In the early 1970s, the 400 kT warhead of the Pershing Ia had become a problem, because it effectively excluded the use of the MGM-31 in its intended role of a tactical missile (except for the few LGM-25C Titan IIs, all strategic missiles of the time had less powerful warheads!). Therefore it was decided to develop a new warhead section for Pershing, with a lower yield warhead and a high-accuracy manoeuvering reentry vehicle (MARV) with active radar terminal guidance. The new missile was named Pershing II, and in May 1978, flight tests of the new RV on existing Pershing Ia rocket stages took place. However, by that time requirements had changed significantly. The Soviet Union had deployed its RSD-10 Pioner (designated SS-20 Saber in the West) IRBM system, featuring high mobility, long range, and a MIRV capability (SS-20 Mod.2). Pershing II was now intended as a counter to the SS-20, and its range requirement was more than doubled, to 1600+ km (1000+ miles). To achive this, completely new rocket motors were developed by Hercules, using high-energy fuels and light-weight casings made of Kevlar. This effectively made the Pershing II a completely new missile, and it was designated as MGM-31C. However, the Pershing II missile was fully compatible with existing Pershing Ia ground equipment, and even the launchers could be modified to handle the new missile. The first flight test of an MGM-31C in July 1982 was a failure, but the next attempt in November that year succeeded. In December 1983, the first Pershing II battery became operational, and by December 1985 all 108 Pershing Ia missiles of the U.S. Army in Europe had been replaced by Pershing II.
The MGM-31C reentry vehicle housed a single variable yield (5-50 kT) W-85 thermonuclear warhead. With its Singer Kearfott inertial guidance system, and the Goodyear Aerospace active radar terminal guidance unit in the warhead, the MGM-31C achieved an accuracy of about 30 m (100 ft) CEP at a range of up to 1770 km (1100 miles).
|Photo: U.S. Army|
In December 1987, the USA and the USSR signed the Intermediate Range Nuclear Forces (INF) Treaty, which abolished all medium- and intermediate-range nuclear armed ballistic missiles. Withdrawal of the Pershing II began in October 1988 and was completed in July 1989. All MGM-31C and the remaining stored MGM-31B missiles were destroyed by static firing of the rocket motors, and the last Pershing II rocket motor was destroyed that way in May 1991. The W-85 warheads could be reused, however, and were modified into MK-61 Mod 11 (B61-11) free-fall bombs (the W-85 itself was a derivative of the MK-61 Mod 3/4). A total of about 380 Pershing II missiles were built.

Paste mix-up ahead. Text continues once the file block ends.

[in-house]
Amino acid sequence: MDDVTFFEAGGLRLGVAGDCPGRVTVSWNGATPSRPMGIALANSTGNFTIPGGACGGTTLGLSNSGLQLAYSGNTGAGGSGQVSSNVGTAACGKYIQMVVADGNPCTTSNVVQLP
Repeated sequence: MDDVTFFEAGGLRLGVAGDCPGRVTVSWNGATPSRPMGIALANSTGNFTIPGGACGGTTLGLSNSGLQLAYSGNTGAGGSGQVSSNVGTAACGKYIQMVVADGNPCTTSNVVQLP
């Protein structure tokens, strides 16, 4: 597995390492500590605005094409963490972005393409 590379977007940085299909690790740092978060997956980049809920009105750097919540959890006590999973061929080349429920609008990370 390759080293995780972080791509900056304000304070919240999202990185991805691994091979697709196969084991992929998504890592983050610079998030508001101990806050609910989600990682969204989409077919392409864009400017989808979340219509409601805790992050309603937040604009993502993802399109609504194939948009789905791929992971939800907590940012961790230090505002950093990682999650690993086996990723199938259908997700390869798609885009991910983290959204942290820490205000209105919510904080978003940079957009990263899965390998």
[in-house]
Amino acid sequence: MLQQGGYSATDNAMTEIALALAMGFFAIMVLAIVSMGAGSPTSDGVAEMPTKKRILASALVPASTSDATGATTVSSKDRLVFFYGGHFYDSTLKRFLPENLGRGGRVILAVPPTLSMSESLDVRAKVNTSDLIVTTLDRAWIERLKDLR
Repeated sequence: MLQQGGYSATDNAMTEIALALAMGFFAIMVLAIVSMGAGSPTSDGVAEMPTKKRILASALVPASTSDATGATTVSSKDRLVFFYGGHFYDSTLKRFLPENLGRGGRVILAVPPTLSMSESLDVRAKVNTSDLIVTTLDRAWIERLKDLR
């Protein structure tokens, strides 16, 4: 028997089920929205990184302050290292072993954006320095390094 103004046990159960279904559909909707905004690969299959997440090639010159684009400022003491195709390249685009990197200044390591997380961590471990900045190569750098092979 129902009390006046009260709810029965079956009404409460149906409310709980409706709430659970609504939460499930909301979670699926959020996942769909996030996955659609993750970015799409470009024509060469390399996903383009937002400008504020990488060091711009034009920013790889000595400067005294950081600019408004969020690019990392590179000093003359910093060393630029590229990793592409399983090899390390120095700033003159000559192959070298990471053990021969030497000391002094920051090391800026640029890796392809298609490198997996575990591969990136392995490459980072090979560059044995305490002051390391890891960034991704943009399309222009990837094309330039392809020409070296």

Note: I have found no 100% convincing evidence that the Pershing Ia and Pershing II missiles were indeed designated MGM-31B and MGM-31C, respectively. While a few sources call them as such, there are also sources which attribute the designation MGM-31B to the Pershing II. Unfortunately all my main sources, including official Department of Defense missile nomenclature records, neglect to quote any MGM-31 designation for both of the missiles. Nevertheless I think the two designations are valid, because they would concur with standard U.S. Army practice for designating guided missiles: While the Army doesn't use formal missile designators in its published documents and announcements (preferring the names instead), these designations are nevertheless assigned, as is evidenced by several better-documented missile families. It is also usual Army practice to assign new designation suffix letters to missiles with relatively few changes (like Pershing I to Pershing Ia), if these missiles are part of an improved missile system. Therefore I think the -31B suffix was indeed already applied to the Pershing Ia.
Note: Data given by several sources show slight variations. Figures given below may therefore be inaccurate!
Data for MGM-31A/B/C:
|Length||10.5 m (34 ft 7 in)||10.6 m (34 ft 9.7 in)|
|Diameter||1.02 m (40 in)|
|Weight||4655 kg (10275 lb)||7490 kg (16540 lb)|
|Speed||Mach 8||Mach 8+|
|Range||740 km (460 miles)||1770 km (1100 miles)|
|Propulsion||1st stage: Thiokol TX-174 solid rocket; 115 kN (26000 lb) for 38.3 s
2nd stage: Thiokol TX-175 solid rocket; 85 kN (19200 lb) for 39 s
|Hercules two-stage solid-fuel rocket|
|Warhead||W-50 thermonuclear (400 kT)||W-85 thermonuclear (5-50 kT) in Goodyear MARV|
 James N. Gibson: "Nuclear Weapons of the United States", Schiffer Publishing Ltd, 1996
 Bill Gunston: "The Illustrated Encyclopedia of Rockets and Missiles", Salamander Books Ltd, 1979
 Redstone Arsenal Historical Information Website